Russian Federation: Rental Lease Relationship: Current Trends In Dispute Resolution

Last Updated: 15 September 2009
Article by Vladimir Pestrikov

Recently the balance of interests in the real estate market in Russia has shifted significantly. The reason for that change is that the economic downturn caused a declining demand for commercial nonresidential premises and reduced the revenues of many market players. The low demand for office and trade premises entails reduction of rental rates. In terms of financial crisis lessees are trying to reduce their rental costs and compel lessors to decrease the rental rates due to the current market situation. In this respect the most important issue is what legal options and mechanisms are available to the parties to amend or terminate an effective lease contract.

Discussed below are some recent rulings in Russian courts regarding extending lease contracts and/or amending its terms.

CASE: Kalinka Stockmann v. Smolensky Passazh

Serious problems for a lessor or lessee may arise if an effective long-term lease contract does not provide any grounds to amend rental lease rates or unilaterally rescind the agreement. The is especially true when external circumstances in the real estate market have substantially changed and the other party is reluctant to review the terms of lease in order to reflect these changes.

The latest example of a controversy between lessor and lessee of commercial premises is the notorious case of ZAO "Kalinka Stockmann" against LLC "Smolensky Passazh" and ZAO "Mosstroyekonombank" that was finally resolved by the Presidium of the Higher Court of Arbitration of the RF (further referred to as "HCA") just a few weeks ago.

Further let us briefly examine the merits and legal issues of this dispute and comment on the principal findings in the arbitration award and court's decision.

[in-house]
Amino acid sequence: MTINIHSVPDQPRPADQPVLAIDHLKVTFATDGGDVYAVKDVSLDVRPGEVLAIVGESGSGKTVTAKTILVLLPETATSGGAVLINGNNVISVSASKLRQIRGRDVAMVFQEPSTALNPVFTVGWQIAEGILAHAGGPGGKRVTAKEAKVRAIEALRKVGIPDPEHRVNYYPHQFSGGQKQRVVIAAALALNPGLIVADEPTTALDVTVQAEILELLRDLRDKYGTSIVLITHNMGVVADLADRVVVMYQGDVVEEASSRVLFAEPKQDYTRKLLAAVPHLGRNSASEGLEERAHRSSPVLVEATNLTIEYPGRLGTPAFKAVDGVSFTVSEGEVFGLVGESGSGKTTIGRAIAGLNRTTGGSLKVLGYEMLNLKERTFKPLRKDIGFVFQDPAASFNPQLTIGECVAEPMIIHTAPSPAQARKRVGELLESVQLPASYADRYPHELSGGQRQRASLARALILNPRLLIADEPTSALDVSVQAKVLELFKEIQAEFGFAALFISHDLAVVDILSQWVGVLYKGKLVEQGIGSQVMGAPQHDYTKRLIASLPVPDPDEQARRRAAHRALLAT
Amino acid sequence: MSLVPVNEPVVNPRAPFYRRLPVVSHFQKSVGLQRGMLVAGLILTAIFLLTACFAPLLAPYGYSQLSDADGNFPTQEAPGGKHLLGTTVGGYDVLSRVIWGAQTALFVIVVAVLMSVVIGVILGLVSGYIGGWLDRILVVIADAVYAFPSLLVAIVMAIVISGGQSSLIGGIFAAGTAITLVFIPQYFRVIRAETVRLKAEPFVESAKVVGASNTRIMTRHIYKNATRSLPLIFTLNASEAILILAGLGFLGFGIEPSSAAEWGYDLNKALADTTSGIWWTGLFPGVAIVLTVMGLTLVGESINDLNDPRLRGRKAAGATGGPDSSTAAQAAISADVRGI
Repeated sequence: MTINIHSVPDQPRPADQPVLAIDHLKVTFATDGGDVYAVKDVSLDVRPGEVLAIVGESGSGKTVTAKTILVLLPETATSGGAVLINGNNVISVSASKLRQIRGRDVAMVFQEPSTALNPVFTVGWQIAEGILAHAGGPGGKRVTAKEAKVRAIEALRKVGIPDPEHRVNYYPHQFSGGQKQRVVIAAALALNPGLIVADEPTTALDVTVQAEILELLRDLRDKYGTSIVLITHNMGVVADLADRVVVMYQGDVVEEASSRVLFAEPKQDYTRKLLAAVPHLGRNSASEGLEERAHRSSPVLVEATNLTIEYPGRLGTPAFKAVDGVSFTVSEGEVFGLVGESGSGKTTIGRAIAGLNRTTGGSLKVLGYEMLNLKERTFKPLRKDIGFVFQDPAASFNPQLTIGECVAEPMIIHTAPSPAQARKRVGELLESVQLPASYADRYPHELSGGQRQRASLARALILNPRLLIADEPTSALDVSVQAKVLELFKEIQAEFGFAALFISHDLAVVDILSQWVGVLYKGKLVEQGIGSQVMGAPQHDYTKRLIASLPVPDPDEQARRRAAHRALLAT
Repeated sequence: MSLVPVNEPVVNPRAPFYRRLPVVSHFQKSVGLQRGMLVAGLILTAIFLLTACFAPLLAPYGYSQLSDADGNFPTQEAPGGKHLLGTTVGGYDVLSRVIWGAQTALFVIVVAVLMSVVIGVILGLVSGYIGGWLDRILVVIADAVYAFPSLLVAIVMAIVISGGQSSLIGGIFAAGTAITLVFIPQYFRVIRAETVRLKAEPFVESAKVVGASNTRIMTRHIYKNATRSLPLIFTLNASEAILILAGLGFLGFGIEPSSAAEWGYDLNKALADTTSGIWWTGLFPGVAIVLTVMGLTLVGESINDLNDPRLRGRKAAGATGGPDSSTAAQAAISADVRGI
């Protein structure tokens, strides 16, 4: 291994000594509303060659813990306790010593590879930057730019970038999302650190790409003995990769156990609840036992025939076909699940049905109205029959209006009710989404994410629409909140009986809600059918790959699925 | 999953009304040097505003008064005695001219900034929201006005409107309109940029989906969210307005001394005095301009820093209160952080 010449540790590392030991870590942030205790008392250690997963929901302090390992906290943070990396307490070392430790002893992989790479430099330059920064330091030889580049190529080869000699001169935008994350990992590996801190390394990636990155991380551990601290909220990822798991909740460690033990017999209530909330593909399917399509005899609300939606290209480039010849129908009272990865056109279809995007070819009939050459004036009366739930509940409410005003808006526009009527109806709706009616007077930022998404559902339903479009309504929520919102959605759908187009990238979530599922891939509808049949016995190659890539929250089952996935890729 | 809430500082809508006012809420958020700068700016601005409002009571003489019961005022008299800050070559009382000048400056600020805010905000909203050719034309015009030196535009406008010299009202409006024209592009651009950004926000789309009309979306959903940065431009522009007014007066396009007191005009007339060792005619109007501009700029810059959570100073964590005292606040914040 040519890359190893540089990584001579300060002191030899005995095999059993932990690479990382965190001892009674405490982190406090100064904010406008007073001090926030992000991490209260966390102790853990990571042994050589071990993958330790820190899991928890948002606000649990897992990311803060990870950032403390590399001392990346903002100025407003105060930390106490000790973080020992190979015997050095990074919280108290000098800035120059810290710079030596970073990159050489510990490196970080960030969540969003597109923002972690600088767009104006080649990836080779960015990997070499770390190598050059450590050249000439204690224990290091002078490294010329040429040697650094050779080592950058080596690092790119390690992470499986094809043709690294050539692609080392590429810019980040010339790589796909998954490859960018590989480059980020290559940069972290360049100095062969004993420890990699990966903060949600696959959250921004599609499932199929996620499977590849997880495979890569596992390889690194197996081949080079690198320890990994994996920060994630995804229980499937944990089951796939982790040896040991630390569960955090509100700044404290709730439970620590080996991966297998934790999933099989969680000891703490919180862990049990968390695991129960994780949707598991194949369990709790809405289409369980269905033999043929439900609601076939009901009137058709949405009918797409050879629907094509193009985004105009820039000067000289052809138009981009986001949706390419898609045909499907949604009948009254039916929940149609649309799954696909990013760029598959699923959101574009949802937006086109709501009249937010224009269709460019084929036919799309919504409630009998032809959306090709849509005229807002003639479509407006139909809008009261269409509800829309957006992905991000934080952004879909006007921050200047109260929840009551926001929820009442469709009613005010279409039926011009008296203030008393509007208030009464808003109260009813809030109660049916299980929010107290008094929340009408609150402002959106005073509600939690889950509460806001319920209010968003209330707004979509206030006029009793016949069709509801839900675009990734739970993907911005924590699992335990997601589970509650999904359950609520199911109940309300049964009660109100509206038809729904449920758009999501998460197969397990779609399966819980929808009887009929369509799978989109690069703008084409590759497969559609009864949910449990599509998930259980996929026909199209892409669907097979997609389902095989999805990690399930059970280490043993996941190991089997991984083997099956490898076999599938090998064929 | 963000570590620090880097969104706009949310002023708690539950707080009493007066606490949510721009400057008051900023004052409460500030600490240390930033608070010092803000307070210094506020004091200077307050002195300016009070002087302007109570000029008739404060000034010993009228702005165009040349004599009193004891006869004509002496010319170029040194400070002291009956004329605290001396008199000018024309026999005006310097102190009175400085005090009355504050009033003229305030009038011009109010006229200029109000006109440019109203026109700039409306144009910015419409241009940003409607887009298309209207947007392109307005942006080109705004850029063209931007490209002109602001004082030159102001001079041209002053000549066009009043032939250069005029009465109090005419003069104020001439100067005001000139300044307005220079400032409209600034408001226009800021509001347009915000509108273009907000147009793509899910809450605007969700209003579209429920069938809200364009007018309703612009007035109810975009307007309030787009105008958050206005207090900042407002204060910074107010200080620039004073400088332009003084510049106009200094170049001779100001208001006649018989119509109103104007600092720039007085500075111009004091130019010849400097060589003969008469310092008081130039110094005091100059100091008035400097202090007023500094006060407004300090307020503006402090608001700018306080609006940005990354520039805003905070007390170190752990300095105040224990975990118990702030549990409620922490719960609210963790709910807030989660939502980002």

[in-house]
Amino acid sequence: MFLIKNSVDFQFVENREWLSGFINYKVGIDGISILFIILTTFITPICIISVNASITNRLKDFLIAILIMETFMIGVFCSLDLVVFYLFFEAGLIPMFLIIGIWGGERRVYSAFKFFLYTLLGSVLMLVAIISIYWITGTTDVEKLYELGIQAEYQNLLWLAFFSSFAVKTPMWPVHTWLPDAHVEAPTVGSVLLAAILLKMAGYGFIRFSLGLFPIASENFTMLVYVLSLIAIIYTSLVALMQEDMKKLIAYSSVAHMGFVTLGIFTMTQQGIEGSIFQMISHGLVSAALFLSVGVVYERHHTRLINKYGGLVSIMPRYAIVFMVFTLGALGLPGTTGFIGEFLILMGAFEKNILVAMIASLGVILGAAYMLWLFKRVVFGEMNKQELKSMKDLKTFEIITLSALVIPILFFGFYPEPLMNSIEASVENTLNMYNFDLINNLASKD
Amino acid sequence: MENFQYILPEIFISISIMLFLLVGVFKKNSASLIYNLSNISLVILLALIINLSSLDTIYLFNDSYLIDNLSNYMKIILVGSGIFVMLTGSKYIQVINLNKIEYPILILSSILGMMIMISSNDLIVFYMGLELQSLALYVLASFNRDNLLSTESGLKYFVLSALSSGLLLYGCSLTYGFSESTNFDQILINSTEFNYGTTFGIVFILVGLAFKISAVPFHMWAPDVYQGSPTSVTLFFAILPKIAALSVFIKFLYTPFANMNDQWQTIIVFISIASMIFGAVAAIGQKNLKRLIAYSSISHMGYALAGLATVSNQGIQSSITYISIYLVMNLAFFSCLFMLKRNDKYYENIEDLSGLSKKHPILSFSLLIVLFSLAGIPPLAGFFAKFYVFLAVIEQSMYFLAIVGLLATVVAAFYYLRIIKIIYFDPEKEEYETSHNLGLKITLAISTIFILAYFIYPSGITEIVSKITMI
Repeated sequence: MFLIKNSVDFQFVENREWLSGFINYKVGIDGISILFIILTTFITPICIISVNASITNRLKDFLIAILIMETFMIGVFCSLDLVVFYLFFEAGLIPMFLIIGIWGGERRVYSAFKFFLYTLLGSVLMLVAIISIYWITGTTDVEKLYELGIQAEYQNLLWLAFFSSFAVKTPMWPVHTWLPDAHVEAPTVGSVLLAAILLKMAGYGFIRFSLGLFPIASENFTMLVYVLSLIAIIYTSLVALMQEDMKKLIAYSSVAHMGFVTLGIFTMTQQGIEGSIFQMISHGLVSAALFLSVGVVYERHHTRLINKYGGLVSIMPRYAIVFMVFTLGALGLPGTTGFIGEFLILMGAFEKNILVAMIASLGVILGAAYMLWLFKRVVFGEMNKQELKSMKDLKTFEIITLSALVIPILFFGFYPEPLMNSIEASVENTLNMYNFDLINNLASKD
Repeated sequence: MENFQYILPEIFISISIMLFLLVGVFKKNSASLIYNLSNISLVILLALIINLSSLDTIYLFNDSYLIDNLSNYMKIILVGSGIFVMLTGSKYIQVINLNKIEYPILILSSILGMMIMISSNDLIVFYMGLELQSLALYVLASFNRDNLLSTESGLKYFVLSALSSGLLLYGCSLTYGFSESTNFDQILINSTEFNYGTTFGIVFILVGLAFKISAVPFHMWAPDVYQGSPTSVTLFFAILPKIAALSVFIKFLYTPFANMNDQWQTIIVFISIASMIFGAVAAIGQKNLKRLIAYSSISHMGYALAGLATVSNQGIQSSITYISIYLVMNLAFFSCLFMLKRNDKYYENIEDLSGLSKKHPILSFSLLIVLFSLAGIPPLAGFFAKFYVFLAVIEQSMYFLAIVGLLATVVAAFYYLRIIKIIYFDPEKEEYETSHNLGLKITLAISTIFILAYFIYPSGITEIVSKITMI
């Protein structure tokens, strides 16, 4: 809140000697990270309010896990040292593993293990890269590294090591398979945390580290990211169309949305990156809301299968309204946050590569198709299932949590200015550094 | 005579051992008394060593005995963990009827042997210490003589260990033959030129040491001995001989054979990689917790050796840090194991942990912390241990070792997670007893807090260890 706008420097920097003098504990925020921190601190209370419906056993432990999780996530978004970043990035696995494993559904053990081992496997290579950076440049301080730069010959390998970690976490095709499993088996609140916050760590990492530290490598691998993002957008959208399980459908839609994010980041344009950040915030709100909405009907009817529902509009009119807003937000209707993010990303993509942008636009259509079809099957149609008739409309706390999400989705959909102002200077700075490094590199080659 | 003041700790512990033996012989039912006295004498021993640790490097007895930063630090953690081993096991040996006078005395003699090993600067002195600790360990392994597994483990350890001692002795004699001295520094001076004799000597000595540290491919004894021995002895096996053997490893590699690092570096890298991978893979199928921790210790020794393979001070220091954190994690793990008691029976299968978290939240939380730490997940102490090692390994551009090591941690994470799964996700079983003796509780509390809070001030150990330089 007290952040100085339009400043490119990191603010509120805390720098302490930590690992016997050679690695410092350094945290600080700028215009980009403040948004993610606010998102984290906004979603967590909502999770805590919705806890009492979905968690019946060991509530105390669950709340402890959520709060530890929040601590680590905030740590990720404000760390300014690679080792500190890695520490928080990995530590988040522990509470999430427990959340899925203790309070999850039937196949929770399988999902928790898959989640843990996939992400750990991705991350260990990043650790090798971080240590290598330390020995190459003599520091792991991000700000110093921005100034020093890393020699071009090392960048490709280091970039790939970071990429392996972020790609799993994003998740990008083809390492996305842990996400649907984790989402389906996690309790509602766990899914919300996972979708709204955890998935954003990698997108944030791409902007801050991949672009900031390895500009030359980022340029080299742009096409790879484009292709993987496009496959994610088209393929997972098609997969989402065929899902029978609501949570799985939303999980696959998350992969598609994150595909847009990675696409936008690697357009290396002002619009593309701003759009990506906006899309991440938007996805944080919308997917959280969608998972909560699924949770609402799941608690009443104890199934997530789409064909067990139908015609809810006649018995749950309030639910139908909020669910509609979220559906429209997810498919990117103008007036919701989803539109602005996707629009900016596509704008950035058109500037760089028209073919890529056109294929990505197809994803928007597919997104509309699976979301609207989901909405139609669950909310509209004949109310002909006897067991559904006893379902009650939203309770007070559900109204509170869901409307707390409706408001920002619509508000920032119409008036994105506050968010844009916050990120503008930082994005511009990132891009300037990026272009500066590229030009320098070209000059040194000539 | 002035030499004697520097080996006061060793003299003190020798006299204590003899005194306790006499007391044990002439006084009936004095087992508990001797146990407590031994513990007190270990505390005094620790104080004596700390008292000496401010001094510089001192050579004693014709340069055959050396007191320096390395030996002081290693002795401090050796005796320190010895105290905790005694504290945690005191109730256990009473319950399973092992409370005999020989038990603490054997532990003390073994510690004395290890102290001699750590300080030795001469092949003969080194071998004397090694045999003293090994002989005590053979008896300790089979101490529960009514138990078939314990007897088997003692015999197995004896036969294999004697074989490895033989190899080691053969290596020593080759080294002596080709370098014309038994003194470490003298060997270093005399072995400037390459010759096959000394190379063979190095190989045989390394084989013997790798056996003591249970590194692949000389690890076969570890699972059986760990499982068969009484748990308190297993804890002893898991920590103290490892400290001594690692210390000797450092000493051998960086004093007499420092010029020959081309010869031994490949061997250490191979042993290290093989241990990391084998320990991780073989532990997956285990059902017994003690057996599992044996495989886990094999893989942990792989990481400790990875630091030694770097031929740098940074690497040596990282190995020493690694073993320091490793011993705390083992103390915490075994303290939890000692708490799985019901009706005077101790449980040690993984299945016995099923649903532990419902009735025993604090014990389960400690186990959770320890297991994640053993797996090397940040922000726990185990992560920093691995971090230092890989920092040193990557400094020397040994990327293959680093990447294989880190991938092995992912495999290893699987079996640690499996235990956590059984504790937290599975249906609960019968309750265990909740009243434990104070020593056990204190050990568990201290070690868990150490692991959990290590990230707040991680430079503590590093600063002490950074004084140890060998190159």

The dispute between the lessee (Kalinka Stockmann) and the lessor (Smolensky Passazh) arose from the duty to extend the existing lease contract concluded in 1997 with respect to the premises in the Business and Trade Center "Smolensky Passazh" in Moscow to another 10 year term. The lease contract contained a clause that entitled the lessee to extend the contract (that expired in 2007) to another ten-year term upon notification to the lessor within 6 months prior to the date of expiration of the contract. The clause also stipulated that the terms and conditions of the lease contract had to remain unchanged for the next term of lease. In 2007 the lessee duly notified the lessor of its will to extend the contract. However, the lessor did not agree and demanded to free the premises occupied by the lessee. Objecting to the extension, Smolensky Passazh referred to the losses that would occur if the lease relationship continued on the previously stated conditions. According to the provisions of the contract, the rental rate was determined by the parties at the beginning of the relationship (i.e. ten years ago) and was calculated on the basis of the lessee's annual turnover. The lessee's turnover was in fact very low in recent years, so that the continuation of the lease relationship would be unfeasible and unfavorable for Smolensky Passazh.